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Jasminum nudiflorum - Lindl.                
                 
Common Name Winter-Flowering Jasmin, Winter jasmine
Family Oleaceae
Synonyms J. sieboldianum.
Known Hazards None known
Habitats Thickets, ravines and slopes at elevations of 800 - 4500 metres in western China[266].
Range E. Asia - W. China. Locally naturalized in France.
Edibility Rating  
Medicinal Rating  
Care
Fully Hardy Moist Soil Full shade Semi-shade Full sun

Summary       
Bloom Color: Yellow. Main Bloom Time: Early winter, Late winter, Mid winter. Form: Rounded, Spreading or horizontal, Weeping.

Physical Characteristics       
 icon of manicon of shrub
Jasminum nudiflorum is a deciduous Shrub growing to 3.6 m (11ft) by 4.5 m (14ft) at a medium rate.
It is hardy to zone (UK) 6. It is in flower from Dec to March. The flowers are hermaphrodite (have both male and female organs) and are pollinated by Insects.

USDA hardiness zone : 6-11


Suitable for: light (sandy), medium (loamy) and heavy (clay) soils, prefers well-drained soil and can grow in heavy clay soil. Suitable pH: acid, neutral and basic (alkaline) soils and can grow in very acid and very alkaline soils.
It can grow in full shade (deep woodland) semi-shade (light woodland) or no shade. It prefers moist soil. It can tolerate atmospheric pollution.

Jasminum nudiflorum Winter-Flowering Jasmin, Winter jasmine


http://commons.wikimedia.org/wiki/User:Fanghong
Jasminum nudiflorum Winter-Flowering Jasmin, Winter jasmine
http://commons.wikimedia.org/wiki/User:Wildfeuer
   
Habitats       
Woodland Garden Dappled Shade; Shady Edge; not Deep Shade; Ground Cover;
Edible Uses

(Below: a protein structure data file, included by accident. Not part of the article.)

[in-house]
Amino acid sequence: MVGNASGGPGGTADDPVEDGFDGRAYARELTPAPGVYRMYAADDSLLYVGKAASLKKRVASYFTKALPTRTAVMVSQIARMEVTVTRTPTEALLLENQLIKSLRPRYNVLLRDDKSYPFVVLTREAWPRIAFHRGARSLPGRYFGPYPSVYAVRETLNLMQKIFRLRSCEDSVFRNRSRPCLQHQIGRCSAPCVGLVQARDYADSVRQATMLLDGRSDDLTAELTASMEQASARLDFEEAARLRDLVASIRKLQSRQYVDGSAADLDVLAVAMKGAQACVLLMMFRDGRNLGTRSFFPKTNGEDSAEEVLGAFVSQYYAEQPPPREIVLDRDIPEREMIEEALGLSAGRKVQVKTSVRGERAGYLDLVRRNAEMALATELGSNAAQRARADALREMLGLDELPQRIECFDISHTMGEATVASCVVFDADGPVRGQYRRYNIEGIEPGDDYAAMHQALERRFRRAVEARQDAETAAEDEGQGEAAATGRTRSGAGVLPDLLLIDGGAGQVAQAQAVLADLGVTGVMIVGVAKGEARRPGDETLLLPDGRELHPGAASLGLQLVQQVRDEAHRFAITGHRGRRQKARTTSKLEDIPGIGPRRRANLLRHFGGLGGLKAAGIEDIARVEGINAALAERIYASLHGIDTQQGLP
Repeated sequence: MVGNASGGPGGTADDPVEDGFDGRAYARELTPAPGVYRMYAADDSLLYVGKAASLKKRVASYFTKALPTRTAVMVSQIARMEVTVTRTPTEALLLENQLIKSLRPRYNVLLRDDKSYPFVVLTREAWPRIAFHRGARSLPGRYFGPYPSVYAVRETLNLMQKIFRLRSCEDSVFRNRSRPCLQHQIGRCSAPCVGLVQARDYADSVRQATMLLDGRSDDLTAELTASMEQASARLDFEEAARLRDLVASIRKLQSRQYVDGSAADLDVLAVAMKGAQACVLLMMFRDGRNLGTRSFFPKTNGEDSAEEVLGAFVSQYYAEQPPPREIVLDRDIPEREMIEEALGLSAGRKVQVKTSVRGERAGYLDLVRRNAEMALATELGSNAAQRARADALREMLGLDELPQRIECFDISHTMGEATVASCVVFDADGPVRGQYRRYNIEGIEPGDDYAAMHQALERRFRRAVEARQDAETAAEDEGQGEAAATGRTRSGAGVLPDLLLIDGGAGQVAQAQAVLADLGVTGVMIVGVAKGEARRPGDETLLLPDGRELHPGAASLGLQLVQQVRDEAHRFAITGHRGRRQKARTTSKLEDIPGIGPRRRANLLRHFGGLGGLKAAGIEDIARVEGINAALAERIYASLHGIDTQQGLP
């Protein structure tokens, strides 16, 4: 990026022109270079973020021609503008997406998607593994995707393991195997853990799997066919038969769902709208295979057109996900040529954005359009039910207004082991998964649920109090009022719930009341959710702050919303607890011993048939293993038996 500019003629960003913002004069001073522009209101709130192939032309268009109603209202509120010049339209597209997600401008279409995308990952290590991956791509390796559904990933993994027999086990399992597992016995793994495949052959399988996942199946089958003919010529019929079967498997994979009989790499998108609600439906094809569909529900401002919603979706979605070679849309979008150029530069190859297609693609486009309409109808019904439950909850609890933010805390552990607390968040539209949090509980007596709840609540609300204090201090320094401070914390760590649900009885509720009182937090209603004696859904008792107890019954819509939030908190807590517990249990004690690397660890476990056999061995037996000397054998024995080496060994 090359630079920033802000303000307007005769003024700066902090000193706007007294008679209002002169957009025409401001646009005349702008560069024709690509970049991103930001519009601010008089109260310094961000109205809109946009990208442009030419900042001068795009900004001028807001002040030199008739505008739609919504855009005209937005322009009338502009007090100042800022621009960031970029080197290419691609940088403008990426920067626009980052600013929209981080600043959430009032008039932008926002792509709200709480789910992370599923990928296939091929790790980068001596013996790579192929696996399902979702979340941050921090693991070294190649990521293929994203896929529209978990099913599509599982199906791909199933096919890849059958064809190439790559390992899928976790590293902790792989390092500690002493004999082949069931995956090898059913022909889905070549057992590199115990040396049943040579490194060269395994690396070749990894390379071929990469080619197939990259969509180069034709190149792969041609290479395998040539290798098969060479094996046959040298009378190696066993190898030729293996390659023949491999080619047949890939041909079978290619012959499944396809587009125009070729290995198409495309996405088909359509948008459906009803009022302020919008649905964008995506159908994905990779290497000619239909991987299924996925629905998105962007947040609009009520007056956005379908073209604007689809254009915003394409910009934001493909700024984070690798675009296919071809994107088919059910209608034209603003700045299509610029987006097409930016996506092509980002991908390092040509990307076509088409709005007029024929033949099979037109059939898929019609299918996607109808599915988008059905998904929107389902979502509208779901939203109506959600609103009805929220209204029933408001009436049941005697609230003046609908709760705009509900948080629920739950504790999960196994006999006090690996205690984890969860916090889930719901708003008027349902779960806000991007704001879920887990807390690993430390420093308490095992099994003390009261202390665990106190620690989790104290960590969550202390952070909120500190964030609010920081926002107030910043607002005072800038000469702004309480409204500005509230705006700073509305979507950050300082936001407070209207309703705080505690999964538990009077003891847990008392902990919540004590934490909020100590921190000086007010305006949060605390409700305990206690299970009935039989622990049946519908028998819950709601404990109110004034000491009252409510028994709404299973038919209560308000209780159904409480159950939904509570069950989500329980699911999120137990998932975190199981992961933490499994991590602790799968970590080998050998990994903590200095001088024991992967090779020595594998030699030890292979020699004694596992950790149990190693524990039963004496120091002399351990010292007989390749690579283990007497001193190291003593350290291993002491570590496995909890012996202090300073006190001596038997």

None known
Medicinal Uses


Plants For A Future can not take any responsibility for any adverse effects from the use of plants. Always seek advice from a professional before using a plant medicinally.

Diaphoretic.

Diaphoretic[178].
Other Uses
Soil stabilization.

A good soil stabilizer for steep banks, succeeding in shady positions[200]. The sprawling branches make this a good plant for ground cover, the plants should be spaced about 1.8 metres apart each way[208].
Cultivation details                                         
Landscape Uses:Arbor, Cascades, Erosion control, Foundation, Ground cover, Massing, Screen, Standard. Succeeds in a good well-drained loam[1]. Grows well in heavy clay soils. Prefers a good soil and a sunny position but succeeds in shade[11, 28, 49], including on a north facing wall[200]. Tolerates very poor soils, whether acid or alkaline[202]. Tolerates urban pollution[200]. A very ornamental plant[1], it is hardy to about -15°c[184]. Some winter die-back can be experienced and flowers can be damaged in severe winters but new flowers are usually produced when the weather warms up[202]. A winter-flowering plant, flowering mainly on wood that was produced the previous summer[219]. Pruning can be carried out in early to mid spring once flowering has finished[202, 219]. Removing one third of the oldest growth down to ground level rejuvenates the plant and encourages greater flowering[202]. Unpruned plants tend to become woody and matted with dead stems[219]. The flowers have a delicate mossy perfume[245]. This species does not set seed in British gardens. This might be because all the plants in cultivation stem from one original importation[182]. An ideal plant for growing on shady walls and banks[28, 49]. Plants in this genus are notably resistant to honey fungus[200]. Special Features: Not North American native, Attractive flowers or blooms.